Native Mac clients for social networks are a massive market – Twitter is the obvious example here, with a vast number of awesome apps. Even Instagram has a few nice solutions. But what about the biggest social network out there, Facebook? It has over 750 million users, and there’s no market leader for native clients.
Today, I’ll be having a look at what options we have if we want a Facebook app, if any of them are any good, and why this market desperately needs a game-changer.
Do We Really Need a Facebook App?
The short answer to this is “Yes. Definitely.” Facebook’s website is certainly usable, but by no means ideal. They regularly change up the interface, and quite often, things just don’t work.
As for Facebook Chat, it’s just horrible. For some reason unbeknownst to me, Facebook Chat seems to have replaced the perfectly good IM services like Skype, AIM and MSN. My biggest gripe with Facebook chat is the lack of notifications. If I’m working in Photoshop, and don’t have the sound on, I have no way of knowing if somebody has contacted me on chat. I may not go back into my browser for half an hour, and by that point, it’s too late and I’m labeled as a social recluse. Imagine a Facebook client that would alert me, via a subtle dock badge, when somebody tried to talk to me. Now that truly would be fantastic.
What’s On the Market Right Now?
There are plenty of Facebook apps in the Mac App Store, many of them falling into just a few categories. I’ll take a look a bunch of those categories, and if there’s any potential in them.
Menu Bar Apps
This section has the largest number of FB apps by far. Unfortunately, there’s almost nothing to tell them apart. I tried out seven or eight of these apps, and they are almost all identical, both in features and in interface. In essence, most of them are little more than a Fluid instance of the Facebook mobile site. Have a look at these screenshots to see what I mean:
But even if they do all look the same, that doesn’t mean that they’re bad apps, does it? Of course not, but, as much as I regret to say it, most of them are. This default design is clunky, with a poor hierarchy, making reading posts a very unpleasant experience. I personally don’t see much potential in Facebook menu bar apps, while a minimal feed may work for Twitter, Facebook is too media-heavy and has far too many features to be condensed into such a small window.
If I had to recommend a menu bar app, it would have to be Facebox Pro. The interface is basically the web app with a few elements placed elsewhere, so you have support for almost all features (including chat). It’s not perfect, but if you’re adamant you want a menu bar app, this free app is the one for you.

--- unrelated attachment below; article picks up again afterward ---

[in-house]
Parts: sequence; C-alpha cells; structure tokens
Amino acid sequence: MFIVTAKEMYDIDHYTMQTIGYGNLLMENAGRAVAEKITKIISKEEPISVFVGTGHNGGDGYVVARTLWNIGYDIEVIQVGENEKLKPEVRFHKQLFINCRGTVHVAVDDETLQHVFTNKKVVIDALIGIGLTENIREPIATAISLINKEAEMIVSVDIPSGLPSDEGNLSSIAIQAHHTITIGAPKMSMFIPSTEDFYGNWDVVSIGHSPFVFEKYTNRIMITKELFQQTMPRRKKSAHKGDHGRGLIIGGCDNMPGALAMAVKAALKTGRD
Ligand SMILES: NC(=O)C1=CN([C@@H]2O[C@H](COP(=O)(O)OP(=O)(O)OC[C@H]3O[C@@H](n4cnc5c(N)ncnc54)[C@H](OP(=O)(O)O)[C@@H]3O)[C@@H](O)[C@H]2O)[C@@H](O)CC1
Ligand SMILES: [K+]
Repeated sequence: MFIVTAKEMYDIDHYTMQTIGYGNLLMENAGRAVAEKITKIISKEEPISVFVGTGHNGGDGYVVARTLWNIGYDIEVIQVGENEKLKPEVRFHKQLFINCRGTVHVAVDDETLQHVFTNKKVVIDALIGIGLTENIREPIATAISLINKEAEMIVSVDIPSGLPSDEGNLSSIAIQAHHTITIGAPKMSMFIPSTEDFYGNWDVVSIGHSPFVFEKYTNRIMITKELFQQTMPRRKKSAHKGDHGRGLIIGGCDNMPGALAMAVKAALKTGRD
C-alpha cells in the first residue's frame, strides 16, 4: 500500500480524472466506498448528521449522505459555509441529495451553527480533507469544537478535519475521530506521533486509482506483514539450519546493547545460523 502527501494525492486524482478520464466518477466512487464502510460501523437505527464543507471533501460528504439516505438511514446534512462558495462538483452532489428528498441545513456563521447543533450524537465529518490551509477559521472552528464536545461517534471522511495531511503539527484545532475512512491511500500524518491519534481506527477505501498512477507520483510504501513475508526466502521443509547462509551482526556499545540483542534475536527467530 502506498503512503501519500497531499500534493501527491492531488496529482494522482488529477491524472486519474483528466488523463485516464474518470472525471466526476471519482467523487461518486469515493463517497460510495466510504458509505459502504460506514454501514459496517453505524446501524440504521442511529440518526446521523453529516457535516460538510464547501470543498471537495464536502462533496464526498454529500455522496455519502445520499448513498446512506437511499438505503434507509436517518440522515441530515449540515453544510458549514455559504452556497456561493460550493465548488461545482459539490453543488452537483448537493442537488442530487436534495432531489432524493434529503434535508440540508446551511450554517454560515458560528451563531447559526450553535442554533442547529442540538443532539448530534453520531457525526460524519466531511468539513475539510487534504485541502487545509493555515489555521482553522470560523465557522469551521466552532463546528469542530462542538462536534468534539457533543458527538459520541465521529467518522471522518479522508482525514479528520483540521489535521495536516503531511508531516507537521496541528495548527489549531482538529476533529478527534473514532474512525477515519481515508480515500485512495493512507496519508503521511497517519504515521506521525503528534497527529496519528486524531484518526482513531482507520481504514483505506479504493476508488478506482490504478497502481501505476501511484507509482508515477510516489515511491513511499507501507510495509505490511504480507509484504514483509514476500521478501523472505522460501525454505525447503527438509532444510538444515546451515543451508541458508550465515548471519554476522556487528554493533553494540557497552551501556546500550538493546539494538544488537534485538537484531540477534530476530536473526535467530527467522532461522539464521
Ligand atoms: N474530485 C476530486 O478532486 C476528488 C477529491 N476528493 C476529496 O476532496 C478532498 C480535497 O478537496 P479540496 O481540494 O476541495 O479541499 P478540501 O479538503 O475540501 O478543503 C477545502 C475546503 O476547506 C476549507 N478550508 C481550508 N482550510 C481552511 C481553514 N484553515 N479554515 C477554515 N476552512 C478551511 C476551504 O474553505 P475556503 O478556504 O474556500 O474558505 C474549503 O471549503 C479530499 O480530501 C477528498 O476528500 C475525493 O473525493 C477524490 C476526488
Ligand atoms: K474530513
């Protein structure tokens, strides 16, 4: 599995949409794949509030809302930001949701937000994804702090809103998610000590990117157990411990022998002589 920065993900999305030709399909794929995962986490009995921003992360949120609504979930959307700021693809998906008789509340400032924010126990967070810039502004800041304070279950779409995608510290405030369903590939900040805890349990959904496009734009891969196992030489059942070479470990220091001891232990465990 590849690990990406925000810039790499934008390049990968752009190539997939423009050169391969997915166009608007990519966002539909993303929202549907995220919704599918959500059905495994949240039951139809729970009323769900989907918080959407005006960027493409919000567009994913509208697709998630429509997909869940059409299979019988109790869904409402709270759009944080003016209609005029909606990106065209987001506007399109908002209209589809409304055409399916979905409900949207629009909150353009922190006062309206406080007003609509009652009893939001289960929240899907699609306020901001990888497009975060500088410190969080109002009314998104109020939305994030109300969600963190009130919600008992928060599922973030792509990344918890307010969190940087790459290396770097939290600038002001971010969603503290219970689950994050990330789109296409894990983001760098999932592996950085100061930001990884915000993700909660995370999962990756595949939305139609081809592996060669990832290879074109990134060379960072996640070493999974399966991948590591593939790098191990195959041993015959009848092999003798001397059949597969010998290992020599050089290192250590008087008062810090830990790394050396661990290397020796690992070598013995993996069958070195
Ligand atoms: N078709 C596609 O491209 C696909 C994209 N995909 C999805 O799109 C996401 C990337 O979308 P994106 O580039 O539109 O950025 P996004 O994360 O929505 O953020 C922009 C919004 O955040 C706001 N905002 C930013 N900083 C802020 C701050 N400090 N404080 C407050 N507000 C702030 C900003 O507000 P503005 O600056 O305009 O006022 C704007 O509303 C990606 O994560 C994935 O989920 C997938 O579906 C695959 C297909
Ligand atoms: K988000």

As I mentioned before, Facebook’s chat feature has a lot of negatives, and this is a huge market which developers really should be capitalizing on. At the time of writing, there seem to be only two apps which are solely dedicated to a better chat experience: Chatlet and FaceChat.
Considering that FB Chat is free, I anticipated there would be at least one free chat app, but that is not the case: both cost $4.99, with FaceChat offering “FaceChat+” for $9.99. I had a look at both of them in the App Store, and decided that Chatlet was the app for me. I subsequently forked out my hard-earned fiver, downloaded the app, and much to my dismay, it wouldn’t open. The same happened with Facelet, the menubar app from the same developer.
While they may be decent apps, the fact that they don’t work at all means I can’t recommend them at all. As for FaceChat, the screenshots in the App Store were enough to turn me off. The interface seems far too clunky when I can get essentially the same thing free in my browser.
It is also worth noting that IM clients such as Adium do have support for FB chat, but since Facebook rolled out its new chat, I have only been able to receive, and not send, messages from within Adium.
As I’ve said before, I’m willing to pay good money for a great chat app. Unfortunately, there aren’t any great chat apps out there. Yet.
Full Facebook Clients
This is the market which I feel developers should have the most luck with. Users don’t want a bunch of different Facebook apps running different parts of the service, they want a single app that will do it all. Looking into our options, there really isn’t much around.
In fact, the only app I could find which was in any way comparable to apps like Twitterific and Twitter for Mac was Clarity, a Facebook client which claims to simplify your news feed. It has support for photo viewing, video watching, friend managing, and, of course, reading and posting updates.
It doesn’t have support for chat, something which will hopefully come soon, and the interface could be cleaned up a lot, but other than that, it’s has pretty much everything you need. Clarity comes in at a perfectly reasonable price of $3.99.
At the moment, there are no FB apps that have blown me away. They all seem pretty half-baked, and not at all polished. Hopefully, however, this is a growing market, and in the next year we’ll hopefully see something that blows everything else out of the water. Until then, I’d have to recommend that the best app for Facebook is your browser.
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